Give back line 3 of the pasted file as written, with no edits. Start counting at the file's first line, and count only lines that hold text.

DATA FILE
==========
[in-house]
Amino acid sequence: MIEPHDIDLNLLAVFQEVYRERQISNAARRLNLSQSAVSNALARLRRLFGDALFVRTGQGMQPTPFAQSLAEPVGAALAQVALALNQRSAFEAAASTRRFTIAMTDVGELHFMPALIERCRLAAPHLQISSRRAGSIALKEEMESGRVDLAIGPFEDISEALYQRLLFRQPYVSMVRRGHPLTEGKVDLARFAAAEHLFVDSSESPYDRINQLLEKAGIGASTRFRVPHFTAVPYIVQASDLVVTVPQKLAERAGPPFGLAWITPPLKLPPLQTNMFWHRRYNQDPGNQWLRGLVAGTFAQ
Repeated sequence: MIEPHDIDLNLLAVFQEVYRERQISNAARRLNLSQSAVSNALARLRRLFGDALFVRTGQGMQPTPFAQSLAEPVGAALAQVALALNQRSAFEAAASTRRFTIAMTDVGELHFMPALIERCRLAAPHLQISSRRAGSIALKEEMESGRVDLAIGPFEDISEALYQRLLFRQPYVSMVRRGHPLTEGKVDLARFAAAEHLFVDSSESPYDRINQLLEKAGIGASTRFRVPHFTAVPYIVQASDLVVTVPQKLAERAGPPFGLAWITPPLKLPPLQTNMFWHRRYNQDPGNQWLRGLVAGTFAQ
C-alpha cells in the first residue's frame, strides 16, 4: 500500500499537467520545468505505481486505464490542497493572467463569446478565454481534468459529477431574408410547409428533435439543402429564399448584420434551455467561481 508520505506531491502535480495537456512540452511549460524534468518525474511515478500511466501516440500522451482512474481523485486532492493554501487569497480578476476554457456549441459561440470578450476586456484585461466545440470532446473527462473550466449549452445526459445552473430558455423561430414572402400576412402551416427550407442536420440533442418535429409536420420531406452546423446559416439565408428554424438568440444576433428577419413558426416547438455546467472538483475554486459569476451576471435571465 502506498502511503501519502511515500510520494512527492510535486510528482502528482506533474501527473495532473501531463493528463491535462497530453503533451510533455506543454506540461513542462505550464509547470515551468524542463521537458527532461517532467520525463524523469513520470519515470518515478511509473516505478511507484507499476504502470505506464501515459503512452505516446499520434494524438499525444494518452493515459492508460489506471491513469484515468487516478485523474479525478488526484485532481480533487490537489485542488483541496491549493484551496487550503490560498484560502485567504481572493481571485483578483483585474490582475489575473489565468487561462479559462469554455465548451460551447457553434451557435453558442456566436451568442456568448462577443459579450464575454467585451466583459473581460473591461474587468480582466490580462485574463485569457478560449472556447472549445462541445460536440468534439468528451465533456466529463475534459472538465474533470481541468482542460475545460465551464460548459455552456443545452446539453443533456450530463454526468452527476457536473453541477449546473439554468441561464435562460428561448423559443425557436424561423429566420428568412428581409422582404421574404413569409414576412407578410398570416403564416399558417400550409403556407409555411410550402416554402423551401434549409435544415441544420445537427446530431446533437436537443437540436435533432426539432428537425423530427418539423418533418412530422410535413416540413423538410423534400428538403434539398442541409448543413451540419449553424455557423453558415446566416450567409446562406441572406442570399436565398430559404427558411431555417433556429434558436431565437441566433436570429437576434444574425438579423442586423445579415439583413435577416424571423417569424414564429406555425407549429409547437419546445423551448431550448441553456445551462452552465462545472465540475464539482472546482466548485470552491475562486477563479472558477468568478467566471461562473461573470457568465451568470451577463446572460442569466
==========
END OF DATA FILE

Repeated sequence: MIEPHDIDLNLLAVFQEVYRERQISNAARRLNLSQSAVSNALARLRRLFGDALFVRTGQGMQPTPFAQSLAEPVGAALAQVALALNQRSAFEAAASTRRFTIAMTDVGELHFMPALIERCRLAAPHLQISSRRAGSIALKEEMESGRVDLAIGPFEDISEALYQRLLFRQPYVSMVRRGHPLTEGKVDLARFAAAEHLFVDSSESPYDRINQLLEKAGIGASTRFRVPHFTAVPYIVQASDLVVTVPQKLAERAGPPFGLAWITPPLKLPPLQTNMFWHRRYNQDPGNQWLRGLVAGTFAQ